A group of Senate Republicans on Monday introduced a proposal to spur new business formations by encouraging companies to become publicly traded, tailoring regulations for small businesses and enhancing protection for retail investors.
The bill – known as the JOBS Act 4.0 – represents the collective efforts of Senate Republicans to introduce 24 standalone bills that, among other things, could make it easier for small businesses to access capital and roll back certain regulations put into place in the wake of the 2008 financial crisis.
It is intended to build on the bipartisan JOBS Act of 2012, which was signed into law by President Barack Obama 10 years ago this week.
"The JOBS Act helped to revitalize interest in the public markets and spur economic growth, but it is clear significant work remains to be done to give retail investors access to higher returns and ensure American markets remain the deepest and most liquid in the world," Sen. Pat Toomey, R-Pa., said in a statement.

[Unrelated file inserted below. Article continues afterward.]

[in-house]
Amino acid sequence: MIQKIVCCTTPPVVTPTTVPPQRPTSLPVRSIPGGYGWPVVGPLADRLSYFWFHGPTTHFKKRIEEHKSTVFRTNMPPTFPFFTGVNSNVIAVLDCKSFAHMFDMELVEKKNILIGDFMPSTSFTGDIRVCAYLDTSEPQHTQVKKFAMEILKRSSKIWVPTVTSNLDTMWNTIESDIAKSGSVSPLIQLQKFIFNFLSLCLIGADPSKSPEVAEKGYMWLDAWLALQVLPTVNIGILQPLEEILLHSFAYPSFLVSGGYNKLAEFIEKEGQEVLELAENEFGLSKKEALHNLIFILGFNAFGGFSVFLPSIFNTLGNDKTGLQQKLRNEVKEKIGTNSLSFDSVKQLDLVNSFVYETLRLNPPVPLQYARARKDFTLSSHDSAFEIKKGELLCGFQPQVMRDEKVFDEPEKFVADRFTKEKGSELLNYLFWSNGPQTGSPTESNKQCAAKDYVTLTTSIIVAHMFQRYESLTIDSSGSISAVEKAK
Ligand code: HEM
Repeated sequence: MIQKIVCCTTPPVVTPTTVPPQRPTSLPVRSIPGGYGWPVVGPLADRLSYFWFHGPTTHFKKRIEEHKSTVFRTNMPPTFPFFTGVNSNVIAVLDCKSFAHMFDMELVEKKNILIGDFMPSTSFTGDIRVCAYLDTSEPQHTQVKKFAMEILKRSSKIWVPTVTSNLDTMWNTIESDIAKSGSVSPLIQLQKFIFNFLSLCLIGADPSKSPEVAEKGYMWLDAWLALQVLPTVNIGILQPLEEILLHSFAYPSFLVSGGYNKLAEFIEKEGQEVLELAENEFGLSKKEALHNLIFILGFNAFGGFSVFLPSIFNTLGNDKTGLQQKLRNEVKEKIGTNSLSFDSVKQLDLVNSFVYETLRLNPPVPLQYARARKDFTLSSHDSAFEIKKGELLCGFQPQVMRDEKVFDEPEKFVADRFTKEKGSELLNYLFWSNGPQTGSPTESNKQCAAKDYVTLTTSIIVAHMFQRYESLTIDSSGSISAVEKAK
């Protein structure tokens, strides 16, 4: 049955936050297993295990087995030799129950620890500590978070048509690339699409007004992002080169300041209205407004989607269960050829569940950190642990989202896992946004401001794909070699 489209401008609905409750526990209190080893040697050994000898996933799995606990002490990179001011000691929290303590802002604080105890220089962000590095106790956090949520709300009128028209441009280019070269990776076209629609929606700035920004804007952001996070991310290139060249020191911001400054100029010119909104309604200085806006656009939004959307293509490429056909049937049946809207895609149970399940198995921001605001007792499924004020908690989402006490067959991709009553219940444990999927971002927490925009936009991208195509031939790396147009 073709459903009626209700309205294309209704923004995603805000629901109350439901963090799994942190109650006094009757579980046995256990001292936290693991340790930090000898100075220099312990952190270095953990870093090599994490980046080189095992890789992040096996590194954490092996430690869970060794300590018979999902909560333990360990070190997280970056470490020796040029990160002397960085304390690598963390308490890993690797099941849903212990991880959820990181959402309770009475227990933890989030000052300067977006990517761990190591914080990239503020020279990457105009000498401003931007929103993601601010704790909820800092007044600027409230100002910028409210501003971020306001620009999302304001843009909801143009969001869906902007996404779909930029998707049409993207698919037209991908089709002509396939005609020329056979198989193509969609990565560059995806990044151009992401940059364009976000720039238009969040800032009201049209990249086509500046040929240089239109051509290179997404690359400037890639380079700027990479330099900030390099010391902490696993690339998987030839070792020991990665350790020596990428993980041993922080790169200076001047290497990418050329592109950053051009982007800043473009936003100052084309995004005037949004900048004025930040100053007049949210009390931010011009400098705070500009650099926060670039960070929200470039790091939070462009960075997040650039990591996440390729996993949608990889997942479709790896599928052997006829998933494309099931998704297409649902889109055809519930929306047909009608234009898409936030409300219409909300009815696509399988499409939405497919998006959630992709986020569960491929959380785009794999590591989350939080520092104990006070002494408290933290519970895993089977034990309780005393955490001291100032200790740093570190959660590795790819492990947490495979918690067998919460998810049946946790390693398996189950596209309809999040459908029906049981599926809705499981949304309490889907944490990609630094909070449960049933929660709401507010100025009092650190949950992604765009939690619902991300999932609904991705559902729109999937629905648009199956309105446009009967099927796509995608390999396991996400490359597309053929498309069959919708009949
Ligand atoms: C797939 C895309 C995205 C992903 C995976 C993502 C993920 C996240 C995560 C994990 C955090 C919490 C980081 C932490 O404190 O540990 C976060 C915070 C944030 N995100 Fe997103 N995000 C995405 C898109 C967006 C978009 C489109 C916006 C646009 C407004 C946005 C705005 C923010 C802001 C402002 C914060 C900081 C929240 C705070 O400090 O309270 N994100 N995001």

The new plan includes eight initiatives that are designed to encourage young firms to trade on public markets, where investors have the chance to earn the highest returns. It also contains provisions that Republicans say will reduce costs associated with seeking capital by "appropriately tailoring regulations for small businesses."
"Our work today seeks to accelerate economic growth and spur new business creation," said Sen. Kevin Cramer, R-N.D. "These bills create more access to capital for businesses on Main Street and in rural communities while repealing burdensome requirements inhibiting growth and innovation."
The bill also attempts to enhance retail investor access to opportunities by preventing them from being excluded in certain situations. There are provisions in the bill that would boost investor protection and privacy and that would update outdated statutory and regulatory provisions.
The proposal has the support of several business groups, including the Small Business and Entrepreneurship Council and Americans for Prosperity, according to a release from the Republican lawmakers.
Some ideas have already received bipartisan support, which they would require in order to become law as Democrats control both chambers of Congress and the White House. It is unclear if the bills could receive 60 votes in order to overcome a potential Democratic filibuster in the Senate.